Live for Family

Mom, Parenting and Family Holiday Blog

Considering Food Waste

Food waste just seems to be one of the most intractable problems of the Frugal Experience. So, I’ve thought a lot about this issue, mostly because of the money angle.  And, not to mention, the I-Love-To-Save-Money angle. Now I will share with you some of these thoughts.


A great way to save money on groceries is to bulk buy.  However, bulk buying can also open the door to bulk throwing away.  If “cheap” bulk bargains spoil before they can be used, then they will just end up as not-so-cheap trash.

A better approach is to figure out what groceries are actually loved, wanted, and used.  For instance, if you hate bananas, it’s best to pass up that .25/lb bargain.  Yep, that’s a great deal, and bananas are a nutritional powerhouse, but if you won’t eat them, they won’t do you or your wallet any good.

Now you may think that this bit of advice is so obvious that I shouldn’t even mention it.  But I should mention it because sometimes the Frugal Zeal takes hold so strongly that it is hard to pass up an exceptionally good deal, even when you know perfectly well that it’s an item you don’t even like.

Another thing about shopping: it’s better to just buy a few things at a time that you know for sure you will use up, even if it means visiting the grocery store more frequently.  Myself, I shop about two times a month, but if food waste was a big problem for me I think I’d go every 3-5 days and just buy exactly what I would need for that time period.  It is much better to use things up and so run out of things (making a trip to the store necessary) then to throw things out (making a trip to the poorhouse necessary).

Oh, and don’t be afraid of those powdered foods.  Dry milk in the pantry is a versatile staple.  You can make exactly the amount of liquid milk you need, so you don’t have to risk throwing any out.  Plus, dry milk can be used in baking, too.

At Home

This is the real danger zone.  This is where groceries can be neglected, forgotten, and thrown out as a result.  What to do?

Meal Planning: Ok, I will admit that I don’t really do this.  I usually think up something for dinner somewhat early in the day, so I can put my slow-cooker or solar oven into action.  But coming up with a weekly menu is a great strategy for using up leftovers and to make the most of grocery store trips.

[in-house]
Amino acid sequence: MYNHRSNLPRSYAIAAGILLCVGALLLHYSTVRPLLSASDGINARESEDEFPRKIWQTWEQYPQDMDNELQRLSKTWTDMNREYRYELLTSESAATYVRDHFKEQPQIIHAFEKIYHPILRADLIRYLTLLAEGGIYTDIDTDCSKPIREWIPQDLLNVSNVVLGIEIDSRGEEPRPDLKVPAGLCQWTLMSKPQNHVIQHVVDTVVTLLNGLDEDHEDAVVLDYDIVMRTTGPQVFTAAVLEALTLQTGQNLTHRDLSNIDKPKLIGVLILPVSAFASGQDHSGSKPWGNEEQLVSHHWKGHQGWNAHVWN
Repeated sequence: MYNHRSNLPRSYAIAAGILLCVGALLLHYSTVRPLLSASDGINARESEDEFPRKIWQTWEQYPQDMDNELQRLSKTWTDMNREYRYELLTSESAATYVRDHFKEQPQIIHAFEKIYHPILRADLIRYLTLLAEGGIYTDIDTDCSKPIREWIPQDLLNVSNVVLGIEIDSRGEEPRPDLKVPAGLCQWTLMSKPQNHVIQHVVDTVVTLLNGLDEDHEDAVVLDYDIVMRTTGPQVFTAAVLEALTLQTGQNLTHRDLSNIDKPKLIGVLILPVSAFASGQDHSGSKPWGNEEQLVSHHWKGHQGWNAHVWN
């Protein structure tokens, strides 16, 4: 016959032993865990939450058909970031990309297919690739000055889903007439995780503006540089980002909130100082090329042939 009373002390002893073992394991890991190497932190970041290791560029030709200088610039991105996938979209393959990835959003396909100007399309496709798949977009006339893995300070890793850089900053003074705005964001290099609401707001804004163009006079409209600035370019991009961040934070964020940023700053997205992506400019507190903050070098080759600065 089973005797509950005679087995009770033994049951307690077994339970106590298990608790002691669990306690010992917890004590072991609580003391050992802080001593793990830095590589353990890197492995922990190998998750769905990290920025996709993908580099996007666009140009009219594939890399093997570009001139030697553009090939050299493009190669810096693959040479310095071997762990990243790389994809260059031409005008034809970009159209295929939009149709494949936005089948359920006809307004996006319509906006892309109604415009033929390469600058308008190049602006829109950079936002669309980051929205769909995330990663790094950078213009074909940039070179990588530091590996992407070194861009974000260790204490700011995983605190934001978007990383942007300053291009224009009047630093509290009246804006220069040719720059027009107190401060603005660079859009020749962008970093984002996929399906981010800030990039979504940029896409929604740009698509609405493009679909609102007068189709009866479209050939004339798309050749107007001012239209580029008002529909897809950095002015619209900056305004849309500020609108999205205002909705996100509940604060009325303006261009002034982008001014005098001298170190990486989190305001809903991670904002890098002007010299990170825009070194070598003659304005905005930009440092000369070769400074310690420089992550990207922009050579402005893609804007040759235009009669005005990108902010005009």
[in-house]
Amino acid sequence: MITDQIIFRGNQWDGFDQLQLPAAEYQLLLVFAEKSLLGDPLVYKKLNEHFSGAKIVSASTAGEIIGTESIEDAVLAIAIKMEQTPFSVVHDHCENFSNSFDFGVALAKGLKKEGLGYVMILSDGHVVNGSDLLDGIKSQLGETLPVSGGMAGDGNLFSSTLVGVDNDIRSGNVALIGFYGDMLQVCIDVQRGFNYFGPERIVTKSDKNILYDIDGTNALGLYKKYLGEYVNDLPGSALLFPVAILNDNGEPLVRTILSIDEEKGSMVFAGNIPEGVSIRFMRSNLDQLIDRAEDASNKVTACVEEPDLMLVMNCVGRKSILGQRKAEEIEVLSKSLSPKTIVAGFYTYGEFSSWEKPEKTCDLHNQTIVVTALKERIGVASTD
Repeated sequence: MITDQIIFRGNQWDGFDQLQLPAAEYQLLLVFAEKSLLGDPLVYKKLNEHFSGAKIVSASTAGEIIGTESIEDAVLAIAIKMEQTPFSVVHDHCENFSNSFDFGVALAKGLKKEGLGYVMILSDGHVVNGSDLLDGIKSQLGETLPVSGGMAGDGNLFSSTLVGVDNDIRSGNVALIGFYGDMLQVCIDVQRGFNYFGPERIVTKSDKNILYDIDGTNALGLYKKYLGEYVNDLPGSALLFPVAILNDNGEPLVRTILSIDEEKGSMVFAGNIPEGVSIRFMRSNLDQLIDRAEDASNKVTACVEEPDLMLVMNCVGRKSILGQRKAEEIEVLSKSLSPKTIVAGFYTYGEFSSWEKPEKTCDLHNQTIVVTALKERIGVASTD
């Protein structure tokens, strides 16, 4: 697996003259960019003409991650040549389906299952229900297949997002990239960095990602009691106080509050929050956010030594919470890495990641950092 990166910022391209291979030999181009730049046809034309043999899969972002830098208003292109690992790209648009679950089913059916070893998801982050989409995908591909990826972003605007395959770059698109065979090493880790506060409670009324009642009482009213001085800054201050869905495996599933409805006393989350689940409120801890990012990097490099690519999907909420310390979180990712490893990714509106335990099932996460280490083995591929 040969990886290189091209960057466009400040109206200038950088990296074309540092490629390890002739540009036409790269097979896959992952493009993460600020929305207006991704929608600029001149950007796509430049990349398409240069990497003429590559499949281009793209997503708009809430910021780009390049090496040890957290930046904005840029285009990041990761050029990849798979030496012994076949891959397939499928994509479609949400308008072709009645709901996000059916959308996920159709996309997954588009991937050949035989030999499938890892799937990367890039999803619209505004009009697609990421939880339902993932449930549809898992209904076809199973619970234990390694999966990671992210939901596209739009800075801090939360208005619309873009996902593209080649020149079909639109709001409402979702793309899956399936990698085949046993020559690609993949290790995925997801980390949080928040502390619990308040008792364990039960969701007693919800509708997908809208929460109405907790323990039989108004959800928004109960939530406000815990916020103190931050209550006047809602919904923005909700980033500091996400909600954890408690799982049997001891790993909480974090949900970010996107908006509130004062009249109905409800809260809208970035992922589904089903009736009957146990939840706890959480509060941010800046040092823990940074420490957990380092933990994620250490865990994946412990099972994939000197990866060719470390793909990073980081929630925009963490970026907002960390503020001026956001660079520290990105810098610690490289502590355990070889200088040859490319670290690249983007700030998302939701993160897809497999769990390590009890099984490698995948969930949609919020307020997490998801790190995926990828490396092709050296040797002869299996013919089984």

Freezing: In my house this is a biggie, as far as making the most of my grocery dollar.  Since I’m lazy and only go shopping about twice a month, my freezer helps me keep food nice and edible until I’m ready to use it. It helps out with bulk-buying, too.  I can go ahead and buy 20 .55/lb chickens because I know they will keep in my big freezer.  Freezing is also a great way to deal with leftovers that won’t get eaten within a day or two. I recommend that you use these 5 gallon food safe buckets because this is a very good way to store your frozen food products. 

Cooking, then Freezing:  Sometimes I do this. I’ll take some meat out of the freezer, defrost it, then not use it.  Duh! Well, I don’t want to re-freeze the raw meat.  I’m not sure why this would be bad, but for some reason I just believe it would be.  I sure don’t want to throw it out, though.  So I cook it up, then freeze the cooked meat.  This is actually pretty convenient, too.

Smoothies, Casseroles, and Pot Pies: Even with my best efforts, sometimes I miscalculate with fresh fruit and vegetable purchases.  Sometimes I don’t use them or freeze them when they are at their peak.  If this happens I probably will use sort-of-soft-but-still-edible fruits (and even some vegetables) in a delicious and healthy “green” smoothy.  In fact, I’m enjoying one right now while I write this.  It has an apple in it that has seen better days.

Casseroles and pot pies are also great for using up borderline veggies and other leftovers.  I do this quite a bit.  A casserole is really easy in the slow cooker.  Or, I will whip up some cornbread batter, pour half in the bottom of a casserole dish, pour all sorts of leftovers in the middle and then pour the other half of the cornbread on top.  Put it in a 350 oven until the cornbread is thoroughly cooked, and there you have a delicious (er, usually), economical, and easy “pot pie”.

Knowledge is Power

By this I mean a couple of different things. One thing that helps me a lotto avoid throwing out food is the fact that I own tons and tons of cookbooks.  So I can usually find some recipe to accommodate whatever I may happen to have in my fridge.

Also, keeping track of what is on hand in the fridge, freezer, and pantry is a great way to get a handle on food waste.  If you remember what you have the chances are greater you will use it up instead of throwing it out.

But just remember, don’t take any crazy chances.  When in doubt, throw it out.  Food poisoning stinks, believe me! (I have gotten food poisoning twice from eating out, but never at home.  Knock on wood).  With a little practice it’s not too difficult to figure out which food items can still be put to use. And for a possible annual savings of $3120 (or more!), it is so worth it.

Leave a Comment

Your email address will not be published. Required fields are marked *